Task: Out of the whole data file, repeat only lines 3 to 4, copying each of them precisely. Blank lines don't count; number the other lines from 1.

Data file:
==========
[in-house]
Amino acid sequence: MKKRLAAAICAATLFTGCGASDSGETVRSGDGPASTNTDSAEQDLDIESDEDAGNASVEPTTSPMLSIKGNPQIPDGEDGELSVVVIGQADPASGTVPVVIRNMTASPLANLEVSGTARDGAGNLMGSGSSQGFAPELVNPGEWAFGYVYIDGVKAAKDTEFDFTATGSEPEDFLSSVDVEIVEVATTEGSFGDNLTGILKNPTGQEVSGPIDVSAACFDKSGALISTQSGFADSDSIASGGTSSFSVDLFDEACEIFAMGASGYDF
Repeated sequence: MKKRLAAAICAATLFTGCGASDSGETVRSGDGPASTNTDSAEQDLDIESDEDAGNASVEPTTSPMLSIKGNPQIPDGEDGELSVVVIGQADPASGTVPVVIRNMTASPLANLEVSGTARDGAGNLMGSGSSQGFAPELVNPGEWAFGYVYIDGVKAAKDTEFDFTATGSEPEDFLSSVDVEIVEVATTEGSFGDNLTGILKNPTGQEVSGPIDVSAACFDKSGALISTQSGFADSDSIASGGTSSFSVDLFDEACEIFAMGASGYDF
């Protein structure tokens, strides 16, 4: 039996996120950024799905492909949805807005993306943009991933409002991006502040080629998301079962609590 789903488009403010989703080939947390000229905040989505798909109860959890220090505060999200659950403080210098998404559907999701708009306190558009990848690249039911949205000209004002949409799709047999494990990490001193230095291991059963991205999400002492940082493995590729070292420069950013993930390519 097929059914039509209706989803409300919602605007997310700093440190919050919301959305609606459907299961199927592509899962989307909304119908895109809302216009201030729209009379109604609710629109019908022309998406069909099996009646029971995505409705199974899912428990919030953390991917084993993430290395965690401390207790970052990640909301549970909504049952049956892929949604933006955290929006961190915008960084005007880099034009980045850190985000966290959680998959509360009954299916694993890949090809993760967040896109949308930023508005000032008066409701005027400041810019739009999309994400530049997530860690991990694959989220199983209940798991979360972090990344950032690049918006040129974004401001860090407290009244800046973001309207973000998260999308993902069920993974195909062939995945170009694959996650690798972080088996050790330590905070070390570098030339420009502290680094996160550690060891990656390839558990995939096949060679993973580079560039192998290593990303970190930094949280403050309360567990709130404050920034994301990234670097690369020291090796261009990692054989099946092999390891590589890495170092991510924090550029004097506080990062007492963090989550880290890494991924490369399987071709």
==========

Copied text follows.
Repeated sequence: MKKRLAAAICAATLFTGCGASDSGETVRSGDGPASTNTDSAEQDLDIESDEDAGNASVEPTTSPMLSIKGNPQIPDGEDGELSVVVIGQADPASGTVPVVIRNMTASPLANLEVSGTARDGAGNLMGSGSSQGFAPELVNPGEWAFGYVYIDGVKAAKDTEFDFTATGSEPEDFLSSVDVEIVEVATTEGSFGDNLTGILKNPTGQEVSGPIDVSAACFDKSGALISTQSGFADSDSIASGGTSSFSVDLFDEACEIFAMGASGYDF
């Protein structure tokens, strides 16, 4: 039996996120950024799905492909949805807005993306943009991933409002991006502040080629998301079962609590 789903488009403010989703080939947390000229905040989505798909109860959890220090505060999200659950403080210098998404559907999701708009306190558009990848690249039911949205000209004002949409799709047999494990990490001193230095291991059963991205999400002492940082493995590729070292420069950013993930390519 097929059914039509209706989803409300919602605007997310700093440190919050919301959305609606459907299961199927592509899962989307909304119908895109809302216009201030729209009379109604609710629109019908022309998406069909099996009646029971995505409705199974899912428990919030953390991917084993993430290395965690401390207790970052990640909301549970909504049952049956892929949604933006955290929006961190915008960084005007880099034009980045850190985000966290959680998959509360009954299916694993890949090809993760967040896109949308930023508005000032008066409701005027400041810019739009999309994400530049997530860690991990694959989220199983209940798991979360972090990344950032690049918006040129974004401001860090407290009244800046973001309207973000998260999308993902069920993974195909062939995945170009694959996650690798972080088996050790330590905070070390570098030339420009502290680094996160550690060891990656390839558990995939096949060679993973580079560039192998290593990303970190930094949280403050309360567990709130404050920034994301990234670097690369020291090796261009990692054989099946092999390891590589890495170092991510924090550029004097506080990062007492963090989550880290890494991924490369399987071709």